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Study Notes

Sales forecasting

Level:
AS, A-Level
Board:
AQA, Edexcel, OCR, IB

Last updated 22 Mar 2021

Sales forecasting is a crucial part of business planning.

The sales forecast forms the basis for most other common parts of business planning:

  • Human resource plan: how many people we need linked with expected output
  • Production / capacity plans
  • Cash flow forecasts
  • Profit forecasts and budgets
  • Part of regular competitor analysis and helps to focus market research

Key Factors Affecting the Accuracy and Reliability of Sales Forecasts

Sales forecasting requires a subjective judgement about an uncertain future. So it is inevitable that actual sales will differ from those forecast. Key factors that create this variability include:

  • Consumer trends
    • Demand in many markets changes as consumer tastes & fashions change
    • Affects both overall market demand & the market shares of existing competitors
  • Economic variables
    • Demand often sensitive to changes in variables such as exchange rates, interest rates, taxation etc.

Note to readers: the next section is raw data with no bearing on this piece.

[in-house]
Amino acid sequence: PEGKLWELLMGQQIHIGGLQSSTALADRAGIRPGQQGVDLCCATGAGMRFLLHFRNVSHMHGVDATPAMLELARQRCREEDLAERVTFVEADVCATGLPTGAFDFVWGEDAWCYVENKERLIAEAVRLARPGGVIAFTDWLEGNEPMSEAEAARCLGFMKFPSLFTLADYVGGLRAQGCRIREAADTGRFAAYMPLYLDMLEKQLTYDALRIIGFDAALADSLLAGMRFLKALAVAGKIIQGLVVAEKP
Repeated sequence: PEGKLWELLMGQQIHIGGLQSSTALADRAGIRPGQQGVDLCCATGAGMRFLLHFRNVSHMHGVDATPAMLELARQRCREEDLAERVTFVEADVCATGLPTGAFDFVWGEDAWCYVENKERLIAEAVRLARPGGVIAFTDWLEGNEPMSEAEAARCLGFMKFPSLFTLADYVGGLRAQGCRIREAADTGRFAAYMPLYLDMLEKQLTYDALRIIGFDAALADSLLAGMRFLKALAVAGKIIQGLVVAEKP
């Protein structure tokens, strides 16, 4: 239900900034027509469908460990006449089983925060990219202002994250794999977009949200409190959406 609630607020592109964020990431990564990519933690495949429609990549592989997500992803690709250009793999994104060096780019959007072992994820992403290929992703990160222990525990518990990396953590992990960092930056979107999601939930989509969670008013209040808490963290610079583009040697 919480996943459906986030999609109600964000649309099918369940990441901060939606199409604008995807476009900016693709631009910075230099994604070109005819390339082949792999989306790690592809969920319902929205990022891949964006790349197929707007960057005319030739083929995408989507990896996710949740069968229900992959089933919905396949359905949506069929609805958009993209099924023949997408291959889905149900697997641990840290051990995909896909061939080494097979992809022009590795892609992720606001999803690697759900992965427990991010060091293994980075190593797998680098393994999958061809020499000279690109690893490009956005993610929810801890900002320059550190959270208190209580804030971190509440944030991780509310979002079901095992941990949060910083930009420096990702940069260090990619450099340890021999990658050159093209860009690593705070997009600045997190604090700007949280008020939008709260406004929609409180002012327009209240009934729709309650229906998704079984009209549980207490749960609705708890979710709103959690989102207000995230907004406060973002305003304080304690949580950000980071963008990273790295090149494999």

• Overall strength of the economy (GDP growth) also important
  • Competitor actions
    • Hard to predict, but often significant reason why sales forecasts prove over-optimistic

Circumstances Where Sales Forecasts Are Likely to be Inaccurate

The situations where actual sales are most likely to be significantly different from the sales forecast include:

  • Business is new – a startup (notoriously difficult to forecast sales)
  • Market subject to significant disruption from technological change
  • Demand is highly sensitive to changes in price and income (elasticity)
  • Product is a fashion item
  • Significant changes in market share (e.g. new market entrants)
  • Management have demonstrated poor sales forecasting ability in the past!

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